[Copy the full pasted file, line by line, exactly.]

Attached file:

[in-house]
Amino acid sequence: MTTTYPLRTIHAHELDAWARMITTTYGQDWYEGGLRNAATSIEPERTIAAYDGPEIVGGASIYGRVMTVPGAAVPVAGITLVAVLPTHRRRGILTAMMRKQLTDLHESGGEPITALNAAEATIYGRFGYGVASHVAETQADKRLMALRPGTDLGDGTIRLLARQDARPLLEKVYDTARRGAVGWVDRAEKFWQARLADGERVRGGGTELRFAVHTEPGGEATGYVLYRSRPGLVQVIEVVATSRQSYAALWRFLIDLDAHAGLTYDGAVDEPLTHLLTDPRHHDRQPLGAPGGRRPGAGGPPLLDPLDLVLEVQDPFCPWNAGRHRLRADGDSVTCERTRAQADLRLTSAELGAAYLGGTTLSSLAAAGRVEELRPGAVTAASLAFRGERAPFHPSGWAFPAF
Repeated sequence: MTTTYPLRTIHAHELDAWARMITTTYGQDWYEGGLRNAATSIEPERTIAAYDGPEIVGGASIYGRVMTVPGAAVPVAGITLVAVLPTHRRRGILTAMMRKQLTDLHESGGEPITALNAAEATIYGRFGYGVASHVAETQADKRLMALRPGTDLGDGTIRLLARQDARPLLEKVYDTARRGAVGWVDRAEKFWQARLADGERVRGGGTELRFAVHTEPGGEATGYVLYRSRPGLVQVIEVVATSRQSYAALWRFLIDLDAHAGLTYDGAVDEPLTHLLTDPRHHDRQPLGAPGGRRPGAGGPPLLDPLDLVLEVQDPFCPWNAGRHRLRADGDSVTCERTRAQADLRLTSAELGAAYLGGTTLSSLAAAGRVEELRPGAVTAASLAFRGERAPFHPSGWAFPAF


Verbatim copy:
[in-house]
Amino acid sequence: MTTTYPLRTIHAHELDAWARMITTTYGQDWYEGGLRNAATSIEPERTIAAYDGPEIVGGASIYGRVMTVPGAAVPVAGITLVAVLPTHRRRGILTAMMRKQLTDLHESGGEPITALNAAEATIYGRFGYGVASHVAETQADKRLMALRPGTDLGDGTIRLLARQDARPLLEKVYDTARRGAVGWVDRAEKFWQARLADGERVRGGGTELRFAVHTEPGGEATGYVLYRSRPGLVQVIEVVATSRQSYAALWRFLIDLDAHAGLTYDGAVDEPLTHLLTDPRHHDRQPLGAPGGRRPGAGGPPLLDPLDLVLEVQDPFCPWNAGRHRLRADGDSVTCERTRAQADLRLTSAELGAAYLGGTTLSSLAAAGRVEELRPGAVTAASLAFRGERAPFHPSGWAFPAF
Repeated sequence: MTTTYPLRTIHAHELDAWARMITTTYGQDWYEGGLRNAATSIEPERTIAAYDGPEIVGGASIYGRVMTVPGAAVPVAGITLVAVLPTHRRRGILTAMMRKQLTDLHESGGEPITALNAAEATIYGRFGYGVASHVAETQADKRLMALRPGTDLGDGTIRLLARQDARPLLEKVYDTARRGAVGWVDRAEKFWQARLADGERVRGGGTELRFAVHTEPGGEATGYVLYRSRPGLVQVIEVVATSRQSYAALWRFLIDLDAHAGLTYDGAVDEPLTHLLTDPRHHDRQPLGAPGGRRPGAGGPPLLDPLDLVLEVQDPFCPWNAGRHRLRADGDSVTCERTRAQADLRLTSAELGAAYLGGTTLSSLAAAGRVEELRPGAVTAASLAFRGERAPFHPSGWAFPAF